Consumer Electronics – Estuary English 2 x LP Dirter Promotions 2014
Following William Bennett’s disbandment of Whitehouse in 2008, Phillip Best obviously threw his attention into his own Consumer Electronics project, which since its reactivation in 2007 has gone through a couple of collaborative line-ups. Most recently it has solidified around Phillip Best (obviously), Russell Haswell as producer/ electronics and Sarah Froelich (now Sarah Best) also on electronics and occasional vocals. Yet in the months before this album was released a minor ‘internet controversy’ erupted in response to a number of recent live shows, raising question of what could potential be expected from the new album. Topics of contention focused on the supposed digital sound of new material, the use of (gasp!) ‘techno beats’, and not least Sarah’s vocals. Such controversy was further stoked when it was announced the new album was a mere 22 minutes long, but being pressed at 45rpm on 2xLP.
Given that I personally do not care for the digital vs analogue debate; I am more interested in the overall feel and impact of a recording. So yes, ‘Estuary English’ does feature a digital, crisp, clean and most importantly loud production, but this works given the tonal variety across its 6 main tracks and the sheer force of its sonics. But this is also a Consumer Electronics album; where a huge degree of focus will be on the vocals and lyrics. Thankfully ‘Estuary English’ features some of Phillip’s most focused and densely constructed lyrics to date, which are all the more powerful given the force of their delivery and most importantly the quality of their recording. Effectively each spat word drips with disgust and sheer disdain, being an eviscerating ‘naughty word’ laden examination of contemporary UK society and cutting individual focused psychoanalysis. In fact, regardless of its sonic backing it is the lyrics, the spiteful means of their delivery and their clarity which makes them THE standout element of the album.
‘Teknon’ opens proceedings, with a clear focus on the vocals which can hardly be ignored given they are sharply focused and mixed upfront – the only musical elements being a ‘barely there’ fractured squelching tone. ‘Affirmation’ follows and is structured around an queasy oscillating drone and scattered sound elements, with the ranting vocals again being pushed to the front of the mix. ‘Sex Offender Boyfriend’ is easily the album standout; an absolute revelation of a track, featuring muted muffled semi rhythmic beat and droning sweeping layers which pan left and right through the speakers, whilst the brilliantly dense and manic vocals are pushed to over the top, self-choking intensity. This album is worth it for this piece alone in all its 4.26 minute glory. ‘Come Clean’ follows, constituting a fierce reworking of ‘Cockpit’ from ‘Crowd Pleaser LP from 2009, here being a 2 minute blasting wall of piercing tones and shuddering, overdriven noise mayhem; the vocals processed with a sharp digital edge and semi-buried within the mangled sonic mass. Another album highlight. However ‘Co-opted’ is the weakest track on offer (and longest at 5.18 minutes), but not so much for the musical framework of grinding semi-muted 4/4 techno structures and pulsing sweeping digital noise (….although the ‘music’ does sound somewhat pedestrian and uninspired). Rather this track is the weakest for its absolute lack of lyrics, where only the single phrase “Co-opted by Cunts” is repeated over and over, consequently becoming flaccid in its potential impact. But then again maybe I am missing the point and each listener is meant to critically self-evaluable whether they are in fact one of the ‘cunts’ co-opting the underground power electronics scene? Interestingly this is the only piece where Sarah gets to display her vocals but which are relegated to a mere couple of wailing backing vocal lines late in the track. Critically speaking Sarah’s vocals pail in compassion to the rock hardened spite of Phillip’s, so it remains to be seen whether Sarah’s vocals will become a lead feature on future albums. After this somewhat filler of a piece, the title track redeems proceedings with blasting digital mayhem and the sharply invasive lyrical tirade. Finishing with a rather poetic 30 second spoken word piece ‘Air Lock’, ‘Estuary English’ feels FAR longer than its mere 22 minutes play time, which only exemplifies the extent of ideas crammed into this album over such a short span.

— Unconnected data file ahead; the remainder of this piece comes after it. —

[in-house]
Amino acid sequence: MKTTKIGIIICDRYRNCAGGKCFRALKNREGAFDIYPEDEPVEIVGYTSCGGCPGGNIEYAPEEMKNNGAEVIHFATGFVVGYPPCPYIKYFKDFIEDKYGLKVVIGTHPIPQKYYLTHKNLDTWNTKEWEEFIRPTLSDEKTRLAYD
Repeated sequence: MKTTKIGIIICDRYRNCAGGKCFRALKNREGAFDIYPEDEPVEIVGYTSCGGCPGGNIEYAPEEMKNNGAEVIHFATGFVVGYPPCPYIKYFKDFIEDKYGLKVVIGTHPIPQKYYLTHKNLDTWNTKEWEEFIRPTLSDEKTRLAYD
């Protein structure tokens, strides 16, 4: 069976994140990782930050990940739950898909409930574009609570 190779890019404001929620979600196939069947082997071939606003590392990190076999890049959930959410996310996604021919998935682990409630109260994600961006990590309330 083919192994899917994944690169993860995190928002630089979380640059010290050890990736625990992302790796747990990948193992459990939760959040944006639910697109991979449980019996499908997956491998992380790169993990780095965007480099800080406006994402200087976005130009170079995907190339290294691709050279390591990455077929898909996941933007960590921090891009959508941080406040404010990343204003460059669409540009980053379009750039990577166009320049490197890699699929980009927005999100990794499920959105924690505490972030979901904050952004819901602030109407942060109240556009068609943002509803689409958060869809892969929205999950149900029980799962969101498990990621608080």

Noting I did not come to this album with any of expectations of what I wanted it to be, rather I aimed to listen with an open ears to the potential alternative directions Phillip might be pushing the project. Regardless of the back and forth arguments over the short run time, its digital sound, the chosen format of 2 x 45rpm LP’s for such a short release etc., this has been for me at least one of the most listened to and appreciated albums of recent times. It is an album I have returned to regularly, and despite its outwardly spiteful negativity, when it hits its mark there is an aspect of unbridled ecstasy when listening to this. The apparent outward chaos on initial listens also falls away over repeated listens, to revealed the degree of meticulous detail of the album’s construction. Although Consumer Electronics have often been passed off as a mere a side note to Whitehouse, ‘Estuary English’ demonstrates they remain an individual force to be reckoned with.